East District Council meeting: Cannabis Legislation and Transportation funds

The East District Council is the City’s preferred way to communicate with neighborhood groups in several parts of our area. For better or worse, I chair the Council this year (but am kind of hoping YOU might want to do so next year).

The Monday October 8th meeting has (uncharacteristically) TWO very interesting topics which should bring you to the meeting, which is 5:45 to 7:45 PM at the Capitol Hill Library (upstairs meeting room, 425 Harvard Avenue East)

1) At 6 PM Councilmembers Licata and Clark will talk with us about the City’s proposed Cannabis Legislation

2) At 6:30 PM Program Manager Therese Casper will describe how we (as groups or individuals) can apply for “Bridging the Gap Neighborhood Street Fund” money for large transportation projects:

The Neighborhood Street Fund Program pays for neighborhood transportation projects which are identified and prioritized by the community itself.  The funds for this program come from the Bridging the Gap (BTG) transportation levy passed by voters in November 2006 which expires in 2015.  The levy has $4.5 million in funds to cover planning, design and construction of a third (and final) round of projects.

Projects will be considered if they are large, but not too large ($100,000 – $750,000), related to transportation, entirely on existing public right-of-way and have the support of their local neighborhood District Council.

At 7PM we’ll revert to the usual dull but important business of District Councils, but you’ll be polite enough to stay, see what we do, and decide if you want to help us make it more interesting and more riveting.

Andrew Taylor,

Chair, East District Council

Wednesday Design Review for multifamily housing with no car parking, updated

This is for an “apodment” style building with many small apartments with only bicycle parking provided on site (previous CD News article, with many comments). BTW more here on CHS about “micro-housing“.

“Early Design Guidance application for a four story residential building containing 45 units. Parking for 12 bicycles will be provided. Existing structures to be demolished.”

2nd EDG Project: 2202 E. Olive St.

Design Proposal available at review meeting

Review Meeting: August 15, 8:00 Seattle University Campus 824 12th Ave A&A Building (Admissions & Alumni Room)

Review Phase: EDG–Early Design Guidance

Project Number: 3013256  Planner: Shelley Bosler

Architect’s materials from July 11th Design Review meeting: http://www.seattle.gov/dpd/AppDocs/GroupMeetings/DRProposal3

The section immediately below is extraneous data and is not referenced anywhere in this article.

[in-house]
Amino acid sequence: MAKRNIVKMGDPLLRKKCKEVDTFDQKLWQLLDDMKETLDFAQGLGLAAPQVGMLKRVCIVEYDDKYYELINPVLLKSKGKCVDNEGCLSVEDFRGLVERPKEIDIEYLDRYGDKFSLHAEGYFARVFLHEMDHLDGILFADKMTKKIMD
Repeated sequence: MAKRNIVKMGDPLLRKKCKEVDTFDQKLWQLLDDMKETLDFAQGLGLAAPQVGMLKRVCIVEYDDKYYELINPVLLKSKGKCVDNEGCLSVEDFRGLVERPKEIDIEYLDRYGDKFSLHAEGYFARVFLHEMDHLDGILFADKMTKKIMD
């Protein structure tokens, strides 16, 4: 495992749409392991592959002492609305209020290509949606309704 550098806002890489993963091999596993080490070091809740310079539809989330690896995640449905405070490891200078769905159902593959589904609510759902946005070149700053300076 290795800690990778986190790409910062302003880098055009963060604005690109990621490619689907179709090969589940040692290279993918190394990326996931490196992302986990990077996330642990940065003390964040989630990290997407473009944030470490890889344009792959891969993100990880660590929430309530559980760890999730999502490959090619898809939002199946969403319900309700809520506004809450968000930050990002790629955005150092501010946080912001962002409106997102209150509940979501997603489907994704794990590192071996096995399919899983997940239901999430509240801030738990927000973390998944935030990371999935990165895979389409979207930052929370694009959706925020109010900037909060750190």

Design Review report from July 11 meeting not yet available. Architects’s materials for August 15 meeting not yet available. http://www.seattle.gov/dpd/Planning/Design_Review_Program/Pr

Permit info: http://web1.seattle.gov/DPD/permitstatus/Project.aspx?id=301

UPDATE: this Design Review hearing is about the design elements of this particular project. There’s a much bigger issue of how the building code regulates these clusters of tiny apartments, and whether it should change. The ever thoughtful Bill Zosel, from the 12 Avenue neighborhood, summarized these issues in a comment recently.  And this comment neatly summarizes the parking dilemma: we’re all eager to commute without cars, but most of us need a car to get out to enjoy the countryside that was one of the reasons we moved here.

Another “Apodment” type project?

This Design Review Hearing is for a very small lot just south of the Madison Safeway. Proposed building is 45 units in a 4 story building, which will be shorter than the adjacent 6 story Safeway building.

Parking requirements described as  “Parking for 12 bicycles will be provided”. I presume from the large number of units in such a small footprint that the units will be shared kitchen apartments of the “Apodment” type that are springing up around our neighborhood.

Would be interesting to know, from the neighbors  of some of the existing similar type of buildings in the area, whether the residents do indeed typically not have cars, or  whether the buildings do result in lots more street parking.

Design features of the development can be addressed at the Design Review Hearing (Wednesday, July 11, 2012, 8 PM, Seattle University Casey Building, 901 12th Ave, Room 500E – Casey Commons) where the DPD staff member will wearily explain that the meeting is NOT a venue to address parking concerns.

A correspondent who alerted me to this project noted: “This one seems weird – it is NC2 but doesn’t have the commercial listed – they must be assuming that it would be eligible under the new optional zoning from Reg Reform?”

Alleged violent repeat sex offender lived at 23rd and Dearborn – RE-UPDATED